Generic praise patronises. When teaching mathematics for a growth mindset be specific about what your awarding the praise for. This will show the students it has been earned and they deserve it. Awarding praise in this way will make students more likely to apply the same level of effort (or higher) next time.
Be clear and creative with your praise. What one student considers praise another may find humilating. For instance, one student may thrive on public praise whereas another could benefit from a discrete smile or nod.
Priase persverence and persistence not quick answers with little working. When a student refuses to progress on with a lesson because a previous problem is bothering them I will always give them the time to solve it. In the student's mind this adds value to their processing which means they will be more likely to apply the same level of effort in future problems.
Here's a video about a study on praise and growth mind-sets. I did not include in my presentation but I would like to share it here as the research findings echo the points above.
A written note from the teacher in a student's book that directly comments on a piece of their work will add so much value to their processing and effort. Being recognised in this way will encourage greater efforts in the future.
In my department we display an Outstanding Mathematicians Board in the faculty corridor. Students know they will only be on the board if they take risks in their learning and have persevered both in their class and home work. Any student who gets their name on the board also recieves a letter home courtesy of the mathematics department.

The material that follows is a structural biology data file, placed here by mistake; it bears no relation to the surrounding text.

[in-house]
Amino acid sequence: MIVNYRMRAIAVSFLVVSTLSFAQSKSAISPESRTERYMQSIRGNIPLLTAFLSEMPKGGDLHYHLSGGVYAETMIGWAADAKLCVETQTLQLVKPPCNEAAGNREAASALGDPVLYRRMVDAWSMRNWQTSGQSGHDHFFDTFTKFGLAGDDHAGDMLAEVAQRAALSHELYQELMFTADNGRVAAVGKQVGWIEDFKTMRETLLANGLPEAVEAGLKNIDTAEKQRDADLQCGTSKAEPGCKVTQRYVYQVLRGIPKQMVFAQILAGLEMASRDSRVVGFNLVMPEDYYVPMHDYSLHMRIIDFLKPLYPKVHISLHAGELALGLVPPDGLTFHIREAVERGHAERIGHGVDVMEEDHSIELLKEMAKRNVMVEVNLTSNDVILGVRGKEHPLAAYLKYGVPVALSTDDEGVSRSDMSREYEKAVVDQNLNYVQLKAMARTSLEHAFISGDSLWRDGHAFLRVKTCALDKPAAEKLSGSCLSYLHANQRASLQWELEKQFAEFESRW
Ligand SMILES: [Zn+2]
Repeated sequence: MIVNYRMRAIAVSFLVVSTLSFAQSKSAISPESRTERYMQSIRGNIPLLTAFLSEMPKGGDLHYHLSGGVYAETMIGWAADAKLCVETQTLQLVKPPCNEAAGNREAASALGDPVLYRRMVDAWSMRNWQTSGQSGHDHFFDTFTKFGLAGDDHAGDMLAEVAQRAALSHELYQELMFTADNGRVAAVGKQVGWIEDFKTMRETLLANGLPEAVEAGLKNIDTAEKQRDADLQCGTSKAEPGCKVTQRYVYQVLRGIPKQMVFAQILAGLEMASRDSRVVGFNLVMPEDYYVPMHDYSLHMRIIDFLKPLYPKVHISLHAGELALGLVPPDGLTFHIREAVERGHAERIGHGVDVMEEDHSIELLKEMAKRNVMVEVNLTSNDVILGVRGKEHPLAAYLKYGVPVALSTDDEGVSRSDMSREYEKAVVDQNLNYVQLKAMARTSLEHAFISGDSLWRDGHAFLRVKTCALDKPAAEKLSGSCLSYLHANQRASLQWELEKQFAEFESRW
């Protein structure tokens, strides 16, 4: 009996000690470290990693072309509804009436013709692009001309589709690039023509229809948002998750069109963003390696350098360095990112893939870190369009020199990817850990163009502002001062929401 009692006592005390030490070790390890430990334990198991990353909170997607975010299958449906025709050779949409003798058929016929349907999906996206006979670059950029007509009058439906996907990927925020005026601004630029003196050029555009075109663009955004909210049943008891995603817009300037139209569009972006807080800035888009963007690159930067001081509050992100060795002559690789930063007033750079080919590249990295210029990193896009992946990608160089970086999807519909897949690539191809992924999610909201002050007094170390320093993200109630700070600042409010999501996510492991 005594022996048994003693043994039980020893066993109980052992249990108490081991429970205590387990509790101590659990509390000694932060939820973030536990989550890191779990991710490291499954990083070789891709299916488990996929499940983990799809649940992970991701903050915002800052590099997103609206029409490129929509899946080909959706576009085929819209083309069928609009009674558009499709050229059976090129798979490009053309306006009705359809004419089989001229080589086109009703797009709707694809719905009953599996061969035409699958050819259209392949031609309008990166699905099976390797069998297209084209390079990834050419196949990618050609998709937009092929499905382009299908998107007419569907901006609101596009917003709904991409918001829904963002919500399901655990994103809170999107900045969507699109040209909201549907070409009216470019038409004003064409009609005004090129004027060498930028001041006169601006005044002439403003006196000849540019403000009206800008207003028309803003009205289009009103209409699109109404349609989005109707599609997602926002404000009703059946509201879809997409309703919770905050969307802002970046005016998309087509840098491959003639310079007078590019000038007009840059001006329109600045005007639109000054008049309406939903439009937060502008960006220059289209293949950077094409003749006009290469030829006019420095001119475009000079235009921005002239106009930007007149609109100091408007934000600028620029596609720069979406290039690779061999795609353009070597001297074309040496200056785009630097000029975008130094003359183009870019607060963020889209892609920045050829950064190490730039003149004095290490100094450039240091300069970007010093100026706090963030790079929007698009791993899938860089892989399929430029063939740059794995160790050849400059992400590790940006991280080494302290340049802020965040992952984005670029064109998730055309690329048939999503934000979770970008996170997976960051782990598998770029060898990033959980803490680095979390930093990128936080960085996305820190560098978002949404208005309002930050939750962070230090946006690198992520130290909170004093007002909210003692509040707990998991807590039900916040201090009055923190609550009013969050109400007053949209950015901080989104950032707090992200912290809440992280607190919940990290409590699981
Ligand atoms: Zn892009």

There are lots of great websites with resources available to for teaching mathematics with a growth mindset.
There are over 450 lessons available for members on my own site http://mr-mathematics.com. The UK Maths Challenge site is excellent for providing challenging and indepth problems. Geogebra has a huge range of interactive animations that promote a relational understanding.
I hope you have found this blog useful and are able to take away some ideas to try for yourself. Please do leave a comment below to share how you go about teaching mathematics for a growth mindset.
Inspiring students to enjoy maths and feel the success that comes with attempting a difficult challenge is why I teach. The feeling of success is addictive. The more students experience it the more they want it and the further out of their comfort zone they are willing to go to get more of it. Teaching […]
To find the equation of straight line graphs students need to calculate the gradient using two pairs of coordinates and the intercept which is the y value of where it crosses the vertical axis. Examiner’s reports of past exam questions show students are more able to find the intercept of a straight line than they […]
Students learn how to generate and describe arithmetic and geometric sequences on a position-to-term basis. Learning progresses from plotting and reading coordinates in the first quadrant to describing geometric sequences using the nth term. This unit takes place in Term 4 of Year 10 and is followed by the equations of straight line graphs. Arithmetic […]